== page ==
Could taking a picture of your completed ballot and posting it on social media jeopardize your vote?
Turns out, there’s confusion when it comes to Hawaii’s law.
A little-known state law that addresses voting secrecy forbids voters from “exhibiting” a ballot after it has been marked. Other states have similar laws.
According to HRS §11-137:
“If any person having received a ballot leaves the polling place without first delivering the ballot to the precinct official as provided above, or wilfully exhibits the person’s ballot or the person’s unvoted ballots in a special primary or primary election, except as provided in section 11-139 and 11-132, after the ballot has been marked, the person shall forfeit the person’s right to vote, and the chairperson of the precinct officials shall cause a record to be made of the proceeding.”
The state law, which dates back more than 40 years and before the age of social media and smartphones, will get another look when the legislature convenes next year.
The issue came to light in the weeks leading to this year’s primary election, when supporters of two candidates for Congress urged their respective camps via blast emails to take pictures of their filled-in absentee ballots and share them via social media.
The League of Women Voters in Hawaii objected to that practice, saying that a secret ballot “is one of the hearts of our democracy.” In response to the complaint, both camps dropped the practice.
KHON2 looked further into this little-known law and found out that there was a distinction.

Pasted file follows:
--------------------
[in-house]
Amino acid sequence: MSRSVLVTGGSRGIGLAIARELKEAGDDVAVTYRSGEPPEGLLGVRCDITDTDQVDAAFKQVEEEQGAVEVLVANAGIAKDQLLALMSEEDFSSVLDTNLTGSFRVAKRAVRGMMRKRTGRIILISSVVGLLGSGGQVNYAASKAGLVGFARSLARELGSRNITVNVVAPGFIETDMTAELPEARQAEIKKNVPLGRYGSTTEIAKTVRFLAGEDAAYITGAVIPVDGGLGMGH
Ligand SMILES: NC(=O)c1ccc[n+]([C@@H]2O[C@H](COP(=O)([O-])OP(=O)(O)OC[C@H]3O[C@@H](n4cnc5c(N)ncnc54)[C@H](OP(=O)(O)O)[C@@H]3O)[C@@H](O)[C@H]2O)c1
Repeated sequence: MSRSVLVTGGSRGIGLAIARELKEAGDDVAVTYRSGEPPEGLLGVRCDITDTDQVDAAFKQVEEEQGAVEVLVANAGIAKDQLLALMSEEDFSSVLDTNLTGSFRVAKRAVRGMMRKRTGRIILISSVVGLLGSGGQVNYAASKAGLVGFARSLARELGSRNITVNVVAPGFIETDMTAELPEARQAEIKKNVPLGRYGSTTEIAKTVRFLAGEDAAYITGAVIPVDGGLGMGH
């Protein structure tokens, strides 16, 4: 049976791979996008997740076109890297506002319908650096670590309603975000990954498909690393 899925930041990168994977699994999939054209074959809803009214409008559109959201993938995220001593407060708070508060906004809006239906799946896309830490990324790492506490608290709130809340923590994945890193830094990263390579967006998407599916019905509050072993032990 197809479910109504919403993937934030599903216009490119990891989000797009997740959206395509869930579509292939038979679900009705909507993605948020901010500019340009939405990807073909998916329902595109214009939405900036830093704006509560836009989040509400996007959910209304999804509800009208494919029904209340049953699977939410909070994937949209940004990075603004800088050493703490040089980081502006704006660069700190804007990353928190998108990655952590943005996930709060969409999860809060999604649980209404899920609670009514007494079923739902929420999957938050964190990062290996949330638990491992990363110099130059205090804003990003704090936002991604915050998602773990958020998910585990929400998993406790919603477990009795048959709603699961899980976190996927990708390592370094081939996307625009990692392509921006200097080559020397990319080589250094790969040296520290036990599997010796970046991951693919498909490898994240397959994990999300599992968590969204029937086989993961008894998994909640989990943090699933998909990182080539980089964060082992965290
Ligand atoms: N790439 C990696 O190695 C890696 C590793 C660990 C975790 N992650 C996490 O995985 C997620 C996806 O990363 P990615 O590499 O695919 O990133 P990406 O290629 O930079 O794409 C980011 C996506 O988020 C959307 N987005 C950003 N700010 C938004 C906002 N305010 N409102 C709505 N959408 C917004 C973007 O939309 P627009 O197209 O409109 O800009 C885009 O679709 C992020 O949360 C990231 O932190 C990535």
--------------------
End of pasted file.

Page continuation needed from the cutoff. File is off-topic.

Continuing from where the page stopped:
“It looks to me to be some inconsistencies between primaries and generals,” said Rep. Karl Rhoads (D-Kalihi, Palama, Iwilei, Chinatown), chairman of the House judiciary committee. “At least in the primary, you’re not supposed to show your ballot to other people… The statute is unclear right now and we should look at it for clarity’s sake, if nothing else.”
There are signs posted telling people not to use their cell phones in walk-in polling places.
“If you’re in the privacy of the voting booth, you take a picture on your cell phone who you voted for and turn in your ballot, and you say ‘Here’s who I voted for,’ I don’t see what the problem is,” said Rhoads.
Rhoads speculates that the secret ballot laws were adopted to prevent arm twisting and intimidating people to vote a certain way.
But should there be a law against taking pictures of your completed ballot, then sharing that picture with others?
“It’s a good question,” said Rami Braginsky, who spoke to KHON2 just after he voted at Honolulu Hale, “whether or not it should be private, or does the public have the right to be able to let others know through social media about their choices for office.”
Voter Joan Nakamura said while she herself would not take a picture of her ballot and share it, she said if others “want to, they should be able to. Freedom of speech.”